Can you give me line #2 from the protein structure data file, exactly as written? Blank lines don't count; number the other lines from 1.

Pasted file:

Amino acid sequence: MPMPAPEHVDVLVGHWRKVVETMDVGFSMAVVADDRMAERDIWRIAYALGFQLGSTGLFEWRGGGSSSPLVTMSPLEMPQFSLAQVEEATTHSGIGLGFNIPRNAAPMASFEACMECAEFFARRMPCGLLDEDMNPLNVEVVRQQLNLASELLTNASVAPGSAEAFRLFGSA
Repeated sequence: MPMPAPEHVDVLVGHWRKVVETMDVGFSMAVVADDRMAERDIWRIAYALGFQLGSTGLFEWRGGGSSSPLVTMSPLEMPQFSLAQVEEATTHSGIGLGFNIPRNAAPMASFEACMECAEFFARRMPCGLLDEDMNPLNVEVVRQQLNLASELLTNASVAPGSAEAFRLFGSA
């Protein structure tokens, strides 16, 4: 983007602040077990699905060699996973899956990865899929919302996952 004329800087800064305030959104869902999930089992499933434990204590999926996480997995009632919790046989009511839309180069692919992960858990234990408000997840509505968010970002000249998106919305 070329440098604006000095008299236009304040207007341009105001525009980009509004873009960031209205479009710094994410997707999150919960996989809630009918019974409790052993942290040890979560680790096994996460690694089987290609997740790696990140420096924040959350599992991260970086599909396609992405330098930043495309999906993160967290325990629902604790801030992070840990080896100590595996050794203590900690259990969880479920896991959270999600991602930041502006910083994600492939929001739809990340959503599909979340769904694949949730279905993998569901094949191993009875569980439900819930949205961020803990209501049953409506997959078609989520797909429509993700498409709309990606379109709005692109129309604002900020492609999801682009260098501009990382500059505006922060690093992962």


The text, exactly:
Repeated sequence: MPMPAPEHVDVLVGHWRKVVETMDVGFSMAVVADDRMAERDIWRIAYALGFQLGSTGLFEWRGGGSSSPLVTMSPLEMPQFSLAQVEEATTHSGIGLGFNIPRNAAPMASFEACMECAEFFARRMPCGLLDEDMNPLNVEVVRQQLNLASELLTNASVAPGSAEAFRLFGSA